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Two non-active site residues W165 and L166 prominently influence the beta-lactam hydrolytic ability of OXA-23 beta-lactamase


Dissemination of class D OXA-type carbapenemases is one of the significant causes of beta-lactam resistance in Gram-negative bacteria. The amino acid residues present near the active site are involved in hydrolytic mechanism of class D carbapenemases, though it is not identified in OXA-23. Here, with the help of site-directed mutagenesis, we aimed to explicate the importance of the residues W165, L166 and V167 of the possible omega loop and residue D222 in the short β5-β6 loop on the activity of OXA-23. All the residues were substituted with alanine. The resultant proteins were assayed for the changes in activity in E. coli cells and purified for in vitro activity, and stability assessment. E. coli cells harboring OXA-23_W165A and OXA-23_L166A, individually, exhibited a significant decrease in resistance towards beta-lactam antibiotics as compared to OXA-23. Further, purified OXA-23_W165A and OXA-23_L166A imparted about >4-fold decrease in catalytic efficiency and displayed reduced thermal stability as compared to OXA-23. Bocillin-FL binding assay revealed that W165A substitution results in improper N-carboxylation of K82, leading to deacylation deficient OXA-23. Therefore, we infer that the residue W165 maintains the integrity of N-carboxylated lysine (K82) of OXA-23 and the residue L166 might be responsible for properly orientating the antibiotic molecules.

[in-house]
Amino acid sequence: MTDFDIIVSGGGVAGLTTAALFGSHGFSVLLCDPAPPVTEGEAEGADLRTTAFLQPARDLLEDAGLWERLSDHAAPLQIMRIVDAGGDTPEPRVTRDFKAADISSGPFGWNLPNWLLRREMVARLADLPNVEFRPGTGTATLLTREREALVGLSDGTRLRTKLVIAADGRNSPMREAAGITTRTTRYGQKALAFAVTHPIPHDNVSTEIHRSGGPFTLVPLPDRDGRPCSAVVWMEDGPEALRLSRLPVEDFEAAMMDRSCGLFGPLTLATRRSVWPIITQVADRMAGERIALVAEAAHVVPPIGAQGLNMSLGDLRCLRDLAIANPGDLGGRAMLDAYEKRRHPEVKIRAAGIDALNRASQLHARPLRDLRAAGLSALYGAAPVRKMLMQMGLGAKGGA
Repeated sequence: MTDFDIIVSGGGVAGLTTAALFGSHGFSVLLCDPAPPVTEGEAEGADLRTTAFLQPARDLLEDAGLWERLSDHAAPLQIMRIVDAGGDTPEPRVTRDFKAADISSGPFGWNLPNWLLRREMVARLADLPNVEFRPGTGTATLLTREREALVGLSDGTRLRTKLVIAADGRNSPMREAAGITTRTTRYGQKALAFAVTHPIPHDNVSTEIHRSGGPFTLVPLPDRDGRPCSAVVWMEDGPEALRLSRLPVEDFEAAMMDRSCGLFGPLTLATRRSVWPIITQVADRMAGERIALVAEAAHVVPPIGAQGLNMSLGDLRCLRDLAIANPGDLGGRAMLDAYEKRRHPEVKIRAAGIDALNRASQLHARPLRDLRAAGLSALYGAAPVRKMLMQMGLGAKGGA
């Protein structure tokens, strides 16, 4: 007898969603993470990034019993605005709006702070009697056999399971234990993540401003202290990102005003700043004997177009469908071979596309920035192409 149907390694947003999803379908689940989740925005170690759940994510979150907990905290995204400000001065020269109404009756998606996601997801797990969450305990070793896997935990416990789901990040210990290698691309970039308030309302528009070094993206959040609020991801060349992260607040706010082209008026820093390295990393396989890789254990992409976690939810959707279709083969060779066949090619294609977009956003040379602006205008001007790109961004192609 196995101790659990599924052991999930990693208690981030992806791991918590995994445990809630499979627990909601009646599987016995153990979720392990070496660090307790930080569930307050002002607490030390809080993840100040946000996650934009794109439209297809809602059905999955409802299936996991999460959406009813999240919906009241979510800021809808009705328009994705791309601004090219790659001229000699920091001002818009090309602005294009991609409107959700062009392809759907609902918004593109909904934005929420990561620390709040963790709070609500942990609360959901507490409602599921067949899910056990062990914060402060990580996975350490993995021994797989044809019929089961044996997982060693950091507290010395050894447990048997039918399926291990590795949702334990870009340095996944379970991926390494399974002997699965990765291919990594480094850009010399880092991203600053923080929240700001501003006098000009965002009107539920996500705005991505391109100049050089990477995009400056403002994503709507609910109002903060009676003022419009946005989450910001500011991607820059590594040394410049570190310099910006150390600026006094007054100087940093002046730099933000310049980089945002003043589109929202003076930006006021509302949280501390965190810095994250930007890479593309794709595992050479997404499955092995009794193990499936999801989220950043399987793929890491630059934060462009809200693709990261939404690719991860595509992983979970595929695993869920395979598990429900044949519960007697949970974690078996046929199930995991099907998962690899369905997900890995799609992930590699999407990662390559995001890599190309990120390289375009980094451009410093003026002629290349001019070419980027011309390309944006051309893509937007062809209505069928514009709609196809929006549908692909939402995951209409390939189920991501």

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ASG thanks the Department of Biotechnology (DBT), Government of India [Grant # BT/PR24255/NER/95/716/2017] and Council of Scientific and Industrial Research (CSIR) [Grant # 27(0367)/20/EMR-II] for the research support.

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Jain, D., Verma, J., Ajith, T. et al. Two non-active site residues W165 and L166 prominently influence the beta-lactam hydrolytic ability of OXA-23 beta-lactamase. J Antibiot (2023).

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